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Picture Post Ads 1943_Wartime Rationing

One of the “fun” aspects in paging through wartime magazines like the Picture Post is reading the advertisements. Many have a wartime flavor to them which is no surprise. But what is interesting to me is the sacrifice being made to win the war. We think it’s a hardship to run out of coffee when all we have to do is run to the nearby grocery store. Our parents and grandparents had coffee rationed as well as hundreds of other things.

Here’s a glimpse of the ads in the December 4th, 1943 Picture Post a UK magazine that ran from 1938-57.

Chivers

Chivers was (is) an English company specializing in fruit products, The ad tells the reader that Olde English Marmalade is no longer available because of an orange shortage. The company goes on to say other products are still available and urges that the war is won quickly.  By December 1943 the UK had been at war for four years and the US just a little over a year. It’s a subtle suggestion that Britain is war-weary, yet  a reminder that Chivers is patriotic and doing their part for Britain’s military.

Chivers Marmalade ad, post war. The company is still in business and the products available in the US.

Chivers Marmalade ad, post war. The company is still in business and the products available in the US.

Ever Rest Shoes

Ad illustrates that shoes are rationed and that Ever-Rest offers the most value for the ration coupons. Why ration shoes? The materials used to make shoes especially leather would be war vital. A priority would be given to the military as well because millions of boots would be needed,

Palm Toffee

Candy company offering the best value for a ration coupon. Prices were apparently fixed by the government. Britain is an island and most of everything had to be imported from the US, Canada and other places. Shipping space would be a premium and ingredients to make candy would have low priority.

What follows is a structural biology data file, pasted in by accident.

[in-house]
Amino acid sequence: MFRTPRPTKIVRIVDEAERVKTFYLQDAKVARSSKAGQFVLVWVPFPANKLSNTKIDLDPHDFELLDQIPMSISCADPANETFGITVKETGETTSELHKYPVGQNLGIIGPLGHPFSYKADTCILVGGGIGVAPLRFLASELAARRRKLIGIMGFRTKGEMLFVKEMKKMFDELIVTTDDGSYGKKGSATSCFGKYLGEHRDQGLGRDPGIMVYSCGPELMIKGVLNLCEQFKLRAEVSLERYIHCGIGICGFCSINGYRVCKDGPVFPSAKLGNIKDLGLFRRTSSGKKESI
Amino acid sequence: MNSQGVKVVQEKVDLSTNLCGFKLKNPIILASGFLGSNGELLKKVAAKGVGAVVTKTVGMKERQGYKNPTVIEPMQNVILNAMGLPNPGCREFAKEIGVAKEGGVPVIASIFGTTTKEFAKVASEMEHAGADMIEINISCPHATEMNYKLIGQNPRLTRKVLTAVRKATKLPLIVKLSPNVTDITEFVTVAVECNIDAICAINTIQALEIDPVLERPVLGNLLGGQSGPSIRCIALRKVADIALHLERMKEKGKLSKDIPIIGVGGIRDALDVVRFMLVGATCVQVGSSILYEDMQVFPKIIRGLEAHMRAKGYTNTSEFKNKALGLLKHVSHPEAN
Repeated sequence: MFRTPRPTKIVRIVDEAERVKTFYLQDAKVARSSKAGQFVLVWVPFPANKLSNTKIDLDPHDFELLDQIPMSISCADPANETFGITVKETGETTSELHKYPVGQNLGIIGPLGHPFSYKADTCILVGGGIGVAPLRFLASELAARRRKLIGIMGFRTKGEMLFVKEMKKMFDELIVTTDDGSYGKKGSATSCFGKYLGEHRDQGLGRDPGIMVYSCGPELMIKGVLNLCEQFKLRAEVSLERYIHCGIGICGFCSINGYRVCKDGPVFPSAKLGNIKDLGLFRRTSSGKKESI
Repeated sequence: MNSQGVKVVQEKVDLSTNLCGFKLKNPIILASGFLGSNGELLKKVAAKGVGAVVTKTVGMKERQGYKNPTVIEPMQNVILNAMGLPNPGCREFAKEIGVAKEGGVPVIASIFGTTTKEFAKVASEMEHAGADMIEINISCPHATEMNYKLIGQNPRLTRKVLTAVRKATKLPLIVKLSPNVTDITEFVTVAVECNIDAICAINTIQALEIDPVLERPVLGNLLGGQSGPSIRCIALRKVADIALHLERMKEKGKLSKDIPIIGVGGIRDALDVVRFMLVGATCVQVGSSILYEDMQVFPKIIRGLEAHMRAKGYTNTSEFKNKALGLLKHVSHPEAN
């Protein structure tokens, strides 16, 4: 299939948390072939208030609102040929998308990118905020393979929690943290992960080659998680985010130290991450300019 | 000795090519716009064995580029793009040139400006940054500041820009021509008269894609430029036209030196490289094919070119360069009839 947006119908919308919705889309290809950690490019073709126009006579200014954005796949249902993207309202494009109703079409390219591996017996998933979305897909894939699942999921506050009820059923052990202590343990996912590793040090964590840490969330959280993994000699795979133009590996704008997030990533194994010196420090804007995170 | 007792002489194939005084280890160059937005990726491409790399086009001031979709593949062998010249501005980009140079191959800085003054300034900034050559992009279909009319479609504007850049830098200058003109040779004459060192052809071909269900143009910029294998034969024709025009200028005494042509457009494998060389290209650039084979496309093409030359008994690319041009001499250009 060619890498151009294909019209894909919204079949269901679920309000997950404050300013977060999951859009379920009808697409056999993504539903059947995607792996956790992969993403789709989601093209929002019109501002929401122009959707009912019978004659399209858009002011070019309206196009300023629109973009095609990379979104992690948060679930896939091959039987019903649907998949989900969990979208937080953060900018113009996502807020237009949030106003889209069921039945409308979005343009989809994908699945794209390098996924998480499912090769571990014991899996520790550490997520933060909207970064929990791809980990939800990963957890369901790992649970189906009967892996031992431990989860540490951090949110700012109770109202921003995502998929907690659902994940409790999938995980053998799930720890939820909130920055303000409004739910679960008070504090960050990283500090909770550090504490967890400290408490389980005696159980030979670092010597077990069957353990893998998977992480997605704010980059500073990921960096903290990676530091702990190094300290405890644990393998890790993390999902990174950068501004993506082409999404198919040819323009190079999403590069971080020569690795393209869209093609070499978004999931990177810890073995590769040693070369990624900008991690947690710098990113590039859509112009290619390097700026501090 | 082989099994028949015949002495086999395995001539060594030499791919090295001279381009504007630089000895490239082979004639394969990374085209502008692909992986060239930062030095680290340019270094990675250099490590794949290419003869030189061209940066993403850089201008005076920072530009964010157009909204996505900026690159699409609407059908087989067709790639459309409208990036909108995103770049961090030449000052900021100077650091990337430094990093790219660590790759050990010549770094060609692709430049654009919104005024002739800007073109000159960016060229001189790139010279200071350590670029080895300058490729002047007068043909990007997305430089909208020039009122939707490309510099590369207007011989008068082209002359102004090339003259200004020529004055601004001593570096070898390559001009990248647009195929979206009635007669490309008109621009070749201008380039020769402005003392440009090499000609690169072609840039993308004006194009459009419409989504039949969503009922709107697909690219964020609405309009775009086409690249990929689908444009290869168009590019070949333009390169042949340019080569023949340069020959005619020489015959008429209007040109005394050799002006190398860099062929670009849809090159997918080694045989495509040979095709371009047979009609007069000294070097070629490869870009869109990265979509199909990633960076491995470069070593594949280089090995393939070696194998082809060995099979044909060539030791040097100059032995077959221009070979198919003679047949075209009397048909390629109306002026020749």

Palm Toffee tin, perhaps wartime. Each candy was wrapped in a palm tree wrapper.

Palm Toffee tin, perhaps wartime. Each candy was wrapped in a palm tree wrapper.

Aircraft of the Fighting Powers Vol. 3

If your country is being bombed you could see where this would be handy! It would be great to find one of these war-time books in a used book store. I think the ad also indicates the “total involvement” of the population. For example, unless you know of someone personally in Afghanistan the war over there is a bit of an abstraction requiring virtually no sacrifice on the part of the American people (the UK as well for that matter as they have troops there too). This was not the case in WW2 especially in Britain. Sacrifice was required by all and so interest was high because war was not a remote abstraction.

Save Fuel for Battle

Imaginary conversation between a person known as a “Fuel Watcher” and housewife. The ad is an encouragement to heat only one room at a time to save fuel. The ad indicates that most British homes were coal heated and that room temperature could be controlled by the room. The conversation revolves around the idea of hanging out in the kitchen using warmth from the sun and from the stove. The ad reminded me of some of the older homes I’ve seen. Many had a coal bin in the basement, usually empty. By the 60’s when I grew up most American homes had converted to oil heating and homes had this huge tank in the basement where the coal bin had been. When my wife and I first were married we lived in such an old home.

Coal was rationed in the US too. This ad is American.

Coal was rationed in the US too. This ad is American.

A Spot of Bother at the Browns-Rinso

This ad is in cartoon form and it tells the story of a housewife who uses rationing coupons to buy new shirts rather than the raincoat he says he needed. The women’s reasoning was the shirts wore out because she had to boil them and hard rub them thus wearing them out. Her friend comes to the rescue by encouraging her to use a product called “Rinso.” The ad promises that Rinso will eliminate boiling a and make the shirts last longer. Again the moral of the  story seems to be making the best decisions with a limited number of rationing coupons. “A spot of bother” is British slang for a problem, something to bother about.

Rinso is still in business. It's a UK company but does business in Australia, New Zealand, the US and other places. I never heard of it. Notice the "No Boiling"